WORKPLACE MOTIVATION: A KEY TO SUCCESSFUL ORGANIZATION ABSTRACT

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1 WORKPLACE MOTIVATION: A KEY TO SUCCESSFUL ORGANIZATION Chanjyot Kaur Assistant Professor, Department of Business Management, Govt. Mohindra College, Patiala. ABSTRACT Motivating employees is vital to any business. A motivated workforce means a highly productive staff, which in turn helps to achieve business goals and create a successful company. Because of this reason most employers today would like to have their employee s motivated, but do not understand what truly motivates a person to work. Companies could be more competent if the employees had an invested interest in the future of the company. There are important needs to be met for a person, specifically an employee, to succeed in the workplace. The most important motivation theories include: Maslow s hierarchy of needs and Herzberg s two-factor theory. Both the theories are related in the fact that there are needs for all people to meet. Every employee is at a different stage in their lives, which requires different management techniques. It is essential that motivation must come from within the employee. When people aren't motivated, they become less productive, less creative, less of an asset to your company. It is not always that there is a plentiful amount of money to spend on motivation, so it is important to study that how managers can make their employees feel important without breaking the bank. Proper ways are needed to be executed in a strategic way to provide the best results. The research paper examines different theories of motivation, how they are relevant to the workplace, how employers can execute these theories to ensure happy and motivated employees. It also focuses on the best techniques to motivate the employees and its effective implementation at their specific workplace. Key Words invested interest, management techniques, less productive, less creative, strategic way. id:- Page 17

2 INTRODUCTION Just like any other word, there are various definitions to explain a concept. Motivation too has many different definitions, but it is important to focus on those that are related to the workplace. Understanding precisely what motivation is will help managers decide what actions to take to encourage their employees. The definition of motivation starts with the root word, motive. Webster s Dictionary defines motive as, something that causes a person to act. Therefore, motivation can be defined as, the act of providing motive that causes someone to act. In other words, according to Nancy Shanks, motivation causes someone to act and someone else cannot make someone motivated. It is the discretion of the person to decide if they are going to be motivated or not. With relation to the workplace, Ray Williams, who writes for Psychology Today, defines motivation as, predisposition to behave in a purposeful manner to achieve specific, unmet needs and the will to achieve, and the inner force that drives individuals to accomplish personal organizational goals. Gredler, Broussard and Garrison (2004) broadly define motivation as the attribute that moves us to do or not to do something. Guay et al. (2010) defines motivation as the reasons underlying behaviour Richard Ryan and Edward Deci, from the University of Rochester, agree that motivated means that the person is moved to do a particular act. The authors describe motivation as, the orientation of motivation concerns the underlying attitudes and goals that give rise to action. A person becomes motivated in order to achieve their own personal goals as well as the organizational goals. The more motivated an employee is, the more likely they are to have organizational commitment and identify themselves with the organization. This will meet some of the unmet needs, and connect them with the organization. If willing, the manager is able to give the employee incentives to meet their own goals and the goals set by the organization. Although the words of the definitions might be different, they all are describing the same concepts. Motivation is the act of getting someone to act on a situation. This definition will be important throughout the rest of the paper due to the constant use of the word. THEORIES OF MOTIVATION id:- Page 18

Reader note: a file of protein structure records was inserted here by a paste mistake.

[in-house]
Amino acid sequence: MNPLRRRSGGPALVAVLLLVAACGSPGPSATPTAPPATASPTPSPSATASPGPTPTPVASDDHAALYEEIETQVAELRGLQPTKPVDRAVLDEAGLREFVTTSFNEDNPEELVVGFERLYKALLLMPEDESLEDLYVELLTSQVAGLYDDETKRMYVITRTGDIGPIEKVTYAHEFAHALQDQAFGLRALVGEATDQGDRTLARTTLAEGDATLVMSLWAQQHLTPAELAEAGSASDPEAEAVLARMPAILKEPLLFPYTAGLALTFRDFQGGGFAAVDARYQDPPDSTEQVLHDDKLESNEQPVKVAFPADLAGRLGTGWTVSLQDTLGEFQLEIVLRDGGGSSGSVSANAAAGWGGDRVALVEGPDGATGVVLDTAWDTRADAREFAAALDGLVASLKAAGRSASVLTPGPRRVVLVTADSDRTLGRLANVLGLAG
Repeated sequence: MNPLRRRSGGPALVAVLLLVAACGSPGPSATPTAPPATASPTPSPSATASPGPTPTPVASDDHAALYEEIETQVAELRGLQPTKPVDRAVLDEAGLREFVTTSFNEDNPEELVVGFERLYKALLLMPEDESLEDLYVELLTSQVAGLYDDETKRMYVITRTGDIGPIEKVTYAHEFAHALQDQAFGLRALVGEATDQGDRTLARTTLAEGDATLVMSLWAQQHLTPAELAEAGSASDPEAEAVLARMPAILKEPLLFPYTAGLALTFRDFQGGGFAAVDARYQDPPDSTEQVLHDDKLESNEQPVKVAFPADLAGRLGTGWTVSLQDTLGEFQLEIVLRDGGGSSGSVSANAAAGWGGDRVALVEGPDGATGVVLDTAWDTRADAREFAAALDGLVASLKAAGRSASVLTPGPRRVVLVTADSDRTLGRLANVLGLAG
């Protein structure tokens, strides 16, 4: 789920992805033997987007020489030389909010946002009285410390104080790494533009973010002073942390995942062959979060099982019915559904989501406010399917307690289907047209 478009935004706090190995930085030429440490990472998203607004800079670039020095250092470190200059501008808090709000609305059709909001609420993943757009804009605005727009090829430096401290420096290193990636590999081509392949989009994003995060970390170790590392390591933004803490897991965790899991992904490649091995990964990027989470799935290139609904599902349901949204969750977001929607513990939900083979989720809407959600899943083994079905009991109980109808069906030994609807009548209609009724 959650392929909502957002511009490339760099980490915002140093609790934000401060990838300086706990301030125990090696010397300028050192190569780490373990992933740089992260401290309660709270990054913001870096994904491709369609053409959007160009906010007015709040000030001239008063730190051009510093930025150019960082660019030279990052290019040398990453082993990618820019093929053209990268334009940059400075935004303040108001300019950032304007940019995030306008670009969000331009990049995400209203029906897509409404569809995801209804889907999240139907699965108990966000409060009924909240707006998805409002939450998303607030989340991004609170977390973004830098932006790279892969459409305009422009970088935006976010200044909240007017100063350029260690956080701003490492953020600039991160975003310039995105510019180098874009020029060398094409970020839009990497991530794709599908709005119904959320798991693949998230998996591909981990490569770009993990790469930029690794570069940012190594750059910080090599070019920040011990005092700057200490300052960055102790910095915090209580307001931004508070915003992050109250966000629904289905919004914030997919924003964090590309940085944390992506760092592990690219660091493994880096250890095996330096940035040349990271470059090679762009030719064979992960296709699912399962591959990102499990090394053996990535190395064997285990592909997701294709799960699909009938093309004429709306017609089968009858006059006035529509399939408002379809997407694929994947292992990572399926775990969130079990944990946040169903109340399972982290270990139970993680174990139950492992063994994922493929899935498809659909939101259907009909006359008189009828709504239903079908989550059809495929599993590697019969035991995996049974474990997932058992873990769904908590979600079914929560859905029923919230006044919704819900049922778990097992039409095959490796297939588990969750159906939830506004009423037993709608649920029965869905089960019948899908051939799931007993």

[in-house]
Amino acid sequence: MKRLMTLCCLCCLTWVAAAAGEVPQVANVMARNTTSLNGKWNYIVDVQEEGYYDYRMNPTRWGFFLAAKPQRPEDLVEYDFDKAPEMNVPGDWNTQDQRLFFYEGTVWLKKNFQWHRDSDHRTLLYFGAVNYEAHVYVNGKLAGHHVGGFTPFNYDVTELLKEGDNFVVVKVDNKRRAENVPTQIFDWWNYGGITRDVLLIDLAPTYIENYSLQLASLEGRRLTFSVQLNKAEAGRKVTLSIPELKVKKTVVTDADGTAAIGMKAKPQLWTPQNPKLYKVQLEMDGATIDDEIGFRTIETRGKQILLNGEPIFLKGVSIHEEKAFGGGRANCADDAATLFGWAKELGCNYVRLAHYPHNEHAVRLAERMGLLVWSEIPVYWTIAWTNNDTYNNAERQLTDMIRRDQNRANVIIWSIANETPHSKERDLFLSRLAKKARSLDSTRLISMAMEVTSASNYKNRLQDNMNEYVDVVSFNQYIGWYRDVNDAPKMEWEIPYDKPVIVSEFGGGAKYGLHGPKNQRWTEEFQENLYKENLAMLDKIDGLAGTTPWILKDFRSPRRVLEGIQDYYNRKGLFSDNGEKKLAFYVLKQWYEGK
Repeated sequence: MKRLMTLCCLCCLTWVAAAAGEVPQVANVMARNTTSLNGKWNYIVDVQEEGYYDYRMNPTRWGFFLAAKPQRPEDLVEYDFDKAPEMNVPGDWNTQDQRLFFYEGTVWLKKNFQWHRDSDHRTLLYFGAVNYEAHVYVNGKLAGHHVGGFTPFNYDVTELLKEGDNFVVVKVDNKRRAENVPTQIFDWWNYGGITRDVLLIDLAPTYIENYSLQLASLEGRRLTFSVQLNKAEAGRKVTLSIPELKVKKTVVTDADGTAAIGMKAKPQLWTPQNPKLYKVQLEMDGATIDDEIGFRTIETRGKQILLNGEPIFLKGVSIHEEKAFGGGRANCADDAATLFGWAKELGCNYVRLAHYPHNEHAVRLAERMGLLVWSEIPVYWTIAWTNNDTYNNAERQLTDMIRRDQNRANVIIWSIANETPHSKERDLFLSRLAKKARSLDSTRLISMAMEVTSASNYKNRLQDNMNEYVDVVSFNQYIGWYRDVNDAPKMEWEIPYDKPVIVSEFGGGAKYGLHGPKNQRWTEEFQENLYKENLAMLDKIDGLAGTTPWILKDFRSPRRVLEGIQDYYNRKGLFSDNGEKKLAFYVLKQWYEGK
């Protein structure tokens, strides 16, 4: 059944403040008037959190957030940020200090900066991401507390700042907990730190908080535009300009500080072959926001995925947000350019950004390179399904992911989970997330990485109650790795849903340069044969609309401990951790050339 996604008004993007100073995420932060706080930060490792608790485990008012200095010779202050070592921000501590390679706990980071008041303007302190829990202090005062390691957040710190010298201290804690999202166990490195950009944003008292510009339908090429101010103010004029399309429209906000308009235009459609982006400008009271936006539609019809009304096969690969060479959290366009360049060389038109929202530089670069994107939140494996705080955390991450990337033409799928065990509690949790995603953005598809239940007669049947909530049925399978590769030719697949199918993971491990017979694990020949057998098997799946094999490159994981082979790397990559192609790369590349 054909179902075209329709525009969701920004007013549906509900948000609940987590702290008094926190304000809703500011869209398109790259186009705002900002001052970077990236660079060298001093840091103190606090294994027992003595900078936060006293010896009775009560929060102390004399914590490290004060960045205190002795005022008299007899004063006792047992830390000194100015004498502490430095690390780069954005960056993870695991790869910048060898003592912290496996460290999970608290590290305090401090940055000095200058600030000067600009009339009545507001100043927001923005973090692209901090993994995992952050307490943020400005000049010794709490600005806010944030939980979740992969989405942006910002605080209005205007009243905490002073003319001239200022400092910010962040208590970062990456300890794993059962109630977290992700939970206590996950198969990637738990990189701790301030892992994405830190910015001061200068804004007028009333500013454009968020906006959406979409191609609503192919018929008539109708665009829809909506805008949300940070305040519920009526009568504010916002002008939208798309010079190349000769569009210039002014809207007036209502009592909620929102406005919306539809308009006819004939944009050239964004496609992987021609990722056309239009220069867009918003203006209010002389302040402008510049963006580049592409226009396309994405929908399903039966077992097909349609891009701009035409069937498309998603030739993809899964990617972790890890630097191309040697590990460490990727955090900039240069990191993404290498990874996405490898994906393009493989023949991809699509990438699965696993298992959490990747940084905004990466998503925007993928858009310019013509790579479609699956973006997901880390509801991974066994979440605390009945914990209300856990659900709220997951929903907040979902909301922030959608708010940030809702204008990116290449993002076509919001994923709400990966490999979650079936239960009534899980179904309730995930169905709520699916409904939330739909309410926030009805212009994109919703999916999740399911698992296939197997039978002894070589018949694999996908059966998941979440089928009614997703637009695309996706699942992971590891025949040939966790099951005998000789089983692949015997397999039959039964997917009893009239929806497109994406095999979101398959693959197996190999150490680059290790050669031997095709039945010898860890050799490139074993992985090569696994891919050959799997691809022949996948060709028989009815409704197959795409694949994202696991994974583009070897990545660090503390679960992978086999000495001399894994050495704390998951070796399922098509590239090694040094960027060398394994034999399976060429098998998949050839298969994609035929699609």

3 There are many different theories that attempt and help explain motivation. Scientists have been studying the topic of motivation for over a century and have made remarkable progress for explaining motivation which can be interpreted into the workplace. The following are the major theories that have been proven and accepted by society. These include Maslow s hierarchy of needs and Herzberg s two-factor theory. Maslow s Hierarchy of Needs Abraham Maslow developed the Hierarchy of Needs model in s in USA, and the Hierarchy of Needs theory remains valid today for understanding human motivation, management training, and personal development. Indeed, Maslow's ideas surrounding the Hierarchy of Needs concerning the responsibility of employers to provide a workplace environment that encourages and enables employees to fulfil their own unique potential (selfactualization) are today more relevant than ever. Abraham Maslow was born in New York in 1908 and died in 1970, although various publications appear in Maslow's name in later years. Maslow's PhD in psychology in 1934 at the University of Wisconsin formed the basis of his motivational research. Maslow later moved to New York's Brooklyn College. Maslow's original Hierarchy of Needs model was developed between , and first widely published in Motivation and Personality in At this time the Hierarchy of Needs model comprised five needs. This original version remains for most people the ultimate Hierarchy of Needs. Each of us is motivated by needs. Our most basic needs are inborn, having evolved over tens of thousands of years. Abraham Maslow's Hierarchy of Needs helps to explain how these needs motivate us all. Figure: Maslow's Hierarchy of Needs id:- Page 19